The Will to Power, Book I and II An Attempted Transvaluation of all Values

By Friedrich Nietzsche

Page 54

are becoming
more physical, nutrition consists ever more and more of flesh. Fine
men have once more become possible. Bloodless sneaks (with mandarins
at their head, as Comte imagined them) are now a matter of the past.
The savage in every one of us is _acknowledged,_ even the wild animal.
_Precisely on that account,_ philosophers will have a better chance.
--Kant is a scarecrow!


128.

I have not yet _seen_ any reasons to feel discouraged. He who acquires
and preserves a _strong will,_ together with a broad mind, has a more
favourable chance now than ever he had. For the _plasticity_ of man has
become exceedingly great in democratic Europe: men who learn easily,
who readily adapt themselves, are the rule: the gregarious animal of
a high order of intelligence is prepared. He who would command finds
those who _must_ obey: I have Napoleon and Bismarck in mind, for
instance. The struggle against strong and unintelligent wills, which
forms the surest obstacle in one's way, is really insignificant Who
would not be able to knock down these "objective" gentlemen with weak
wills, such as Ranke and Renan!


129.

_Spiritual enlightenment_ is an unfailing means of making men
uncertain, weak of will, and needful of succour and support; in
short, of developing the herding instincts in them. That is why all
great artist-rulers, hitherto (Confucius in China, the Roman Empire,
Napoleon, Popedom--at a time when they had the courage of their
worldliness and frankly pursued power) in whom the ruling instincts,
that had prevailed until their time, culminated, also made use of the
spiritual enlightenment--or at least allowed it to be supreme (after
the style of the Popes of the Renaissance). The self-deception of
the masses on this point, in every democracy for instance, is of the
greatest possible value: all that makes men smaller and more amenable
is pursued under the title "progress."


130.

The highest equity and mildness as a condition of _weakness_ (the New
Testament and the early Christian community--manifesting itself in the
form of utter foolishness in the Englishmen, Darwin and Wallace). Your
equity, ye higher men, drives you to universal suffrage, etc.; your
"humanity" urges you to be milder towards crime and stupidity. In the
_end_ you will thus help stupidity and harmlessness to conquer.

_Outwardly_: Ages of terrible wars, insurrections, explosions.
_Inwardly_: ever more and more weakness among men; _events_ take the
_form of excitants._ The Parisian as the type of the European extreme.

_Consequences_: (1) Savages (at first, of course, in conformity with
the culture that has reigned hitherto); (2) _Sovereign individuals_
(where _powerful_ barbarous _masses_ and emancipation from all that
has been, are crossed). The age of greatest

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Text Comparison with The Case Of Wagner, Nietzsche Contra Wagner, and Selected Aphorisms.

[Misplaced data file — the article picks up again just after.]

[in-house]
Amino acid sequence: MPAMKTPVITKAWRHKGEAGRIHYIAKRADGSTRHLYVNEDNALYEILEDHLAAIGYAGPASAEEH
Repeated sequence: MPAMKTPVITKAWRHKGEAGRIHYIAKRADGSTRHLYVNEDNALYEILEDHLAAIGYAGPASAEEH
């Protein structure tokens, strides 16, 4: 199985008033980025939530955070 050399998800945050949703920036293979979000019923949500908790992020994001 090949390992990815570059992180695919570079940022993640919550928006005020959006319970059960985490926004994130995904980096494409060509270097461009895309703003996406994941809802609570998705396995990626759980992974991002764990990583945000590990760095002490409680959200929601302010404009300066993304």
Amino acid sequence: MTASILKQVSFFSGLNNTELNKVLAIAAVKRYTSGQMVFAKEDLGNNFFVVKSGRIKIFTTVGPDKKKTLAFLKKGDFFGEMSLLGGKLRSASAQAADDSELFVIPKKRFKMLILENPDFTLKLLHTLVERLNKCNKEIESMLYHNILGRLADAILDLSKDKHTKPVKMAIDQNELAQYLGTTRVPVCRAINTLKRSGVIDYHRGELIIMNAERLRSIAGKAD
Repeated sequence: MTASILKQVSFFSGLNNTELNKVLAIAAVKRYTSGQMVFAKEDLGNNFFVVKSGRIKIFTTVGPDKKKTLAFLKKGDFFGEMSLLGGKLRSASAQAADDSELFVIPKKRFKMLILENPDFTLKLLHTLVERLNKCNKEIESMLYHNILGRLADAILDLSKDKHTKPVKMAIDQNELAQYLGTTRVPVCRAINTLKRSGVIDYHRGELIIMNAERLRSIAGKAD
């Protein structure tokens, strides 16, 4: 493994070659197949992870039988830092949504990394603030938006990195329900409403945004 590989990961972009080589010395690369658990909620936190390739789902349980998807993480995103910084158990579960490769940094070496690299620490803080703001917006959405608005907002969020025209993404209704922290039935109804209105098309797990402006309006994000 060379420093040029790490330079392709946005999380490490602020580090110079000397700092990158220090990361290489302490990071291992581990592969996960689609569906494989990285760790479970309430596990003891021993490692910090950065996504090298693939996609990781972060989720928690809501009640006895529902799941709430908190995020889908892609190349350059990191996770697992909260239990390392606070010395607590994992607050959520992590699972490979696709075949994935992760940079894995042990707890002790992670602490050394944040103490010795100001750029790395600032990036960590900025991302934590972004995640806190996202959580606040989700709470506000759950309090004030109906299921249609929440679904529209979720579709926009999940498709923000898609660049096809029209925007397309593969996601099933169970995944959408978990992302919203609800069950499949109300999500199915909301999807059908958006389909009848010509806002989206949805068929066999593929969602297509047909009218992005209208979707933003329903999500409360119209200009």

Page 1
To both of these views there is but one reply:--they are absolutely false.
Page 2
"Joyful Wisdom," "Thus Spake Zarathustra," "Beyond Good and Evil," "The Genealogy of Morals," "The Twilight of the Idols," "The Antichrist"--all these books were but so many exhortations to mankind.
Page 5
An altogether special interest now attaches to these pamphlets; for, in the first place we are at last in possession of Wagner's own account of his development, his art, his aspirations and his struggles, in the amazing self-revelation entitled _My Life_;(5) and secondly, we now have _Ecce Homo_, Nietzsche's autobiography, in which we learn for the first time from Nietzsche's own pen to what extent.
Page 9
In reality, therefore, Wagner the man and Wagner the artist were undoubtedly one, and constituted a splendid romanticist.
Page 12
All my fine weather vanishes.
Page 13
thought, or am not aware how much thought I really do give it.
Page 21
Let us wander in the clouds, let us harangue eternity, let us be careful to group great symbols all around us! _Sursum! Bumbum!_--there is no better advice.
Page 24
{~HORIZONTAL ELLIPSIS~} Wagner had the virtue of _decadents_,--pity.
Page 29
But let us leave morality out of the question, Hegel is a _matter of taste_.
Page 31
But formerly it was strong, it was terrible, it.
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An instinct is weakened when it becomes conscious: for by becoming conscious it makes itself feeble.
Page 34
One must be able to bite in order to resist worshipping at this shrine.
Page 35
Disease lies at the very root of things.
Page 39
As for myself, I could _not_ endure to hear the sound of certain words on Wagner's lips.
Page 50
Illness is always the answer, whenever we venture to doubt our right to _our_.
Page 52
There are "scientific minds" who make use of science, because it gives a cheerful appearance, and because love of science leads people to conclude that a person is shallow--they _wish_ to mislead to a false conclusion.
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{~HORIZONTAL ELLIPSIS~} To-day it seems to us good form not to strip everything naked, not to be present at all things, not to desire to "know" all.
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N.
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--_Tr.
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15 An allusion to Schiller's poem: "Das verschleierte Bild zu Sais.